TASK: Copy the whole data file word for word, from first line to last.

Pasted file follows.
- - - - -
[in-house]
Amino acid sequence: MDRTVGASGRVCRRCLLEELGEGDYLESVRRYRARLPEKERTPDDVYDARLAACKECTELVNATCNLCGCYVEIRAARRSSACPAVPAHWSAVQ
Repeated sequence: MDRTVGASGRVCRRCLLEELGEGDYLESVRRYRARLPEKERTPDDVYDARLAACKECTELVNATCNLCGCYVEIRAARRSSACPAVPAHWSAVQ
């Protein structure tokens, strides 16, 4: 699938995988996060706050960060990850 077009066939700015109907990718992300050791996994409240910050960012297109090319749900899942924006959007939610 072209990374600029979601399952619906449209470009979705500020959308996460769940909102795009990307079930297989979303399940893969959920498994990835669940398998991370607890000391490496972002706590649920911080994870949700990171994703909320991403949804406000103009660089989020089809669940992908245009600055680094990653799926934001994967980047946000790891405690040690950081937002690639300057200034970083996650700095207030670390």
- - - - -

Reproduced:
[in-house]
Amino acid sequence: MDRTVGASGRVCRRCLLEELGEGDYLESVRRYRARLPEKERTPDDVYDARLAACKECTELVNATCNLCGCYVEIRAARRSSACPAVPAHWSAVQ
Repeated sequence: MDRTVGASGRVCRRCLLEELGEGDYLESVRRYRARLPEKERTPDDVYDARLAACKECTELVNATCNLCGCYVEIRAARRSSACPAVPAHWSAVQ
């Protein structure tokens, strides 16, 4: 699938995988996060706050960060990850 077009066939700015109907990718992300050791996994409240910050960012297109090319749900899942924006959007939610 072209990374600029979601399952619906449209470009979705500020959308996460769940909102795009990307079930297989979303399940893969959920498994990835669940398998991370607890000391490496972002706590649920911080994870949700990171994703909320991403949804406000103009660089989020089809669940992908245009600055680094990653799926934001994967980047946000790891405690040690950081937002690639300057200034970083996650700095207030670390």